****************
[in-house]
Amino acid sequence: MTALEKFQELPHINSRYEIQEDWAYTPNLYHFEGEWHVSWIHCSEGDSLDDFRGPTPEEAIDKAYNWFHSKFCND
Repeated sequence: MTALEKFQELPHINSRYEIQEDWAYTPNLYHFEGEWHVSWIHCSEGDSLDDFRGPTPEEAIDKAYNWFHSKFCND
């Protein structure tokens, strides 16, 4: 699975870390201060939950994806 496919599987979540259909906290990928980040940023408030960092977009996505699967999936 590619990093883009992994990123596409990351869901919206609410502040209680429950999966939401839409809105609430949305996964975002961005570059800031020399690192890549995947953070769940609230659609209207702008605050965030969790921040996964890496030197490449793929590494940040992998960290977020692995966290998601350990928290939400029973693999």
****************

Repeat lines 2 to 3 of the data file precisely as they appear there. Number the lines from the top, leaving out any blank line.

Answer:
Amino acid sequence: MTALEKFQELPHINSRYEIQEDWAYTPNLYHFEGEWHVSWIHCSEGDSLDDFRGPTPEEAIDKAYNWFHSKFCND
Repeated sequence: MTALEKFQELPHINSRYEIQEDWAYTPNLYHFEGEWHVSWIHCSEGDSLDDFRGPTPEEAIDKAYNWFHSKFCND